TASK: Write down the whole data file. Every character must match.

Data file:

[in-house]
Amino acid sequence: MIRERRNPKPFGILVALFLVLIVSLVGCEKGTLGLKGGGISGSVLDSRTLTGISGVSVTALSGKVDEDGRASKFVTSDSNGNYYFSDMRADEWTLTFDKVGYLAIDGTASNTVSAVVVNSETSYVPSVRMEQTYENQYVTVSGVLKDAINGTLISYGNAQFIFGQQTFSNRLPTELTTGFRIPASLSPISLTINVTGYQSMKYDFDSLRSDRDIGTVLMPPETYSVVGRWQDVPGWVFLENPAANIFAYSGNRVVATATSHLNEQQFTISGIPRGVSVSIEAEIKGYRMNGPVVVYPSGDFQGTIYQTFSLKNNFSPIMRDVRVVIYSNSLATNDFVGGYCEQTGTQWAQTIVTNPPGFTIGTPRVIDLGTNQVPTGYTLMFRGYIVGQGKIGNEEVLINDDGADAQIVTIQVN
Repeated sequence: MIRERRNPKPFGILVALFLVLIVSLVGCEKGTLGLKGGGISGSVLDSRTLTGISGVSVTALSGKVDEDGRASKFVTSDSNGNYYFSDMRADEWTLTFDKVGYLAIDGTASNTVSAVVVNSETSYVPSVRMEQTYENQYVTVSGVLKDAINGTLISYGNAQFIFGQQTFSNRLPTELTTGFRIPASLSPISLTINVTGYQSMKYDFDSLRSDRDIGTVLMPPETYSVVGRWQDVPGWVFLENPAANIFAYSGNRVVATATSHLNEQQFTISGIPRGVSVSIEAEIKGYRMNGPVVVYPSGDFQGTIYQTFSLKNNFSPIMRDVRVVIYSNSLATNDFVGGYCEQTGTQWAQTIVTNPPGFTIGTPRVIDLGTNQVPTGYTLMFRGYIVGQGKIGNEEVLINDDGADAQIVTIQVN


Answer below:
[in-house]
Amino acid sequence: MIRERRNPKPFGILVALFLVLIVSLVGCEKGTLGLKGGGISGSVLDSRTLTGISGVSVTALSGKVDEDGRASKFVTSDSNGNYYFSDMRADEWTLTFDKVGYLAIDGTASNTVSAVVVNSETSYVPSVRMEQTYENQYVTVSGVLKDAINGTLISYGNAQFIFGQQTFSNRLPTELTTGFRIPASLSPISLTINVTGYQSMKYDFDSLRSDRDIGTVLMPPETYSVVGRWQDVPGWVFLENPAANIFAYSGNRVVATATSHLNEQQFTISGIPRGVSVSIEAEIKGYRMNGPVVVYPSGDFQGTIYQTFSLKNNFSPIMRDVRVVIYSNSLATNDFVGGYCEQTGTQWAQTIVTNPPGFTIGTPRVIDLGTNQVPTGYTLMFRGYIVGQGKIGNEEVLINDDGADAQIVTIQVN
Repeated sequence: MIRERRNPKPFGILVALFLVLIVSLVGCEKGTLGLKGGGISGSVLDSRTLTGISGVSVTALSGKVDEDGRASKFVTSDSNGNYYFSDMRADEWTLTFDKVGYLAIDGTASNTVSAVVVNSETSYVPSVRMEQTYENQYVTVSGVLKDAINGTLISYGNAQFIFGQQTFSNRLPTELTTGFRIPASLSPISLTINVTGYQSMKYDFDSLRSDRDIGTVLMPPETYSVVGRWQDVPGWVFLENPAANIFAYSGNRVVATATSHLNEQQFTISGIPRGVSVSIEAEIKGYRMNGPVVVYPSGDFQGTIYQTFSLKNNFSPIMRDVRVVIYSNSLATNDFVGGYCEQTGTQWAQTIVTNPPGFTIGTPRVIDLGTNQVPTGYTLMFRGYIVGQGKIGNEEVLINDDGADAQIVTIQVN